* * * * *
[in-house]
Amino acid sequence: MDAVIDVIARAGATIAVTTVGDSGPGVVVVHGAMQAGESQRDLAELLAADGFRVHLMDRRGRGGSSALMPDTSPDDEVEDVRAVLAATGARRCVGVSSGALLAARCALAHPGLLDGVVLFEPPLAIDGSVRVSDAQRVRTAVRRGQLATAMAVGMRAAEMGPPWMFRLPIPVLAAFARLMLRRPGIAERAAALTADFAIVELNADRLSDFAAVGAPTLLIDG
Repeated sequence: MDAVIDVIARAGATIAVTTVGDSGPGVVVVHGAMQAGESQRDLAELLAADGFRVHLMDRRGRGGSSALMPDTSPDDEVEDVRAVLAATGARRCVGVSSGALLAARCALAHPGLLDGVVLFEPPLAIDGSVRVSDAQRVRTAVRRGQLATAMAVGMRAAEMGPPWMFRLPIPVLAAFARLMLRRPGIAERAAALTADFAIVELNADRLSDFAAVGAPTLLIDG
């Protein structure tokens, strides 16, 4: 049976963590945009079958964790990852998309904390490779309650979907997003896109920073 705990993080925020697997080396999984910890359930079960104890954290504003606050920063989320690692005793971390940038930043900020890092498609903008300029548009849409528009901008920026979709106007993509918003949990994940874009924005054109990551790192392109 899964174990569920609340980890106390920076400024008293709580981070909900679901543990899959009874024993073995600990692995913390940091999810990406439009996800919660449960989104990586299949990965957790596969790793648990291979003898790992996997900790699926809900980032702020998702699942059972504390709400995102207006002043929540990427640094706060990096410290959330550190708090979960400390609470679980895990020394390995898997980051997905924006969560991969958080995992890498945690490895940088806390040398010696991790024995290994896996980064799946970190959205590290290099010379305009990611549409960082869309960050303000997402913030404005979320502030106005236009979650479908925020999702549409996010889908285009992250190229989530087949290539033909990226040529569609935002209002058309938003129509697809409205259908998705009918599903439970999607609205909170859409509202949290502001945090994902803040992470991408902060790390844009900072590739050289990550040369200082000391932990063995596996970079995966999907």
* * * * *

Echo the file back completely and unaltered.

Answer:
[in-house]
Amino acid sequence: MDAVIDVIARAGATIAVTTVGDSGPGVVVVHGAMQAGESQRDLAELLAADGFRVHLMDRRGRGGSSALMPDTSPDDEVEDVRAVLAATGARRCVGVSSGALLAARCALAHPGLLDGVVLFEPPLAIDGSVRVSDAQRVRTAVRRGQLATAMAVGMRAAEMGPPWMFRLPIPVLAAFARLMLRRPGIAERAAALTADFAIVELNADRLSDFAAVGAPTLLIDG
Repeated sequence: MDAVIDVIARAGATIAVTTVGDSGPGVVVVHGAMQAGESQRDLAELLAADGFRVHLMDRRGRGGSSALMPDTSPDDEVEDVRAVLAATGARRCVGVSSGALLAARCALAHPGLLDGVVLFEPPLAIDGSVRVSDAQRVRTAVRRGQLATAMAVGMRAAEMGPPWMFRLPIPVLAAFARLMLRRPGIAERAAALTADFAIVELNADRLSDFAAVGAPTLLIDG
């Protein structure tokens, strides 16, 4: 049976963590945009079958964790990852998309904390490779309650979907997003896109920073 705990993080925020697997080396999984910890359930079960104890954290504003606050920063989320690692005793971390940038930043900020890092498609903008300029548009849409528009901008920026979709106007993509918003949990994940874009924005054109990551790192392109 899964174990569920609340980890106390920076400024008293709580981070909900679901543990899959009874024993073995600990692995913390940091999810990406439009996800919660449960989104990586299949990965957790596969790793648990291979003898790992996997900790699926809900980032702020998702699942059972504390709400995102207006002043929540990427640094706060990096410290959330550190708090979960400390609470679980895990020394390995898997980051997905924006969560991969958080995992890498945690490895940088806390040398010696991790024995290994896996980064799946970190959205590290290099010379305009990611549409960082869309960050303000997402913030404005979320502030106005236009979650479908925020999702549409996010889908285009992250190229989530087949290539033909990226040529569609935002209002058309938003129509697809409205259908998705009918599903439970999607609205909170859409509202949290502001945090994902803040992470991408902060790390844009900072590739050289990550040369200082000391932990063995596996970079995966999907």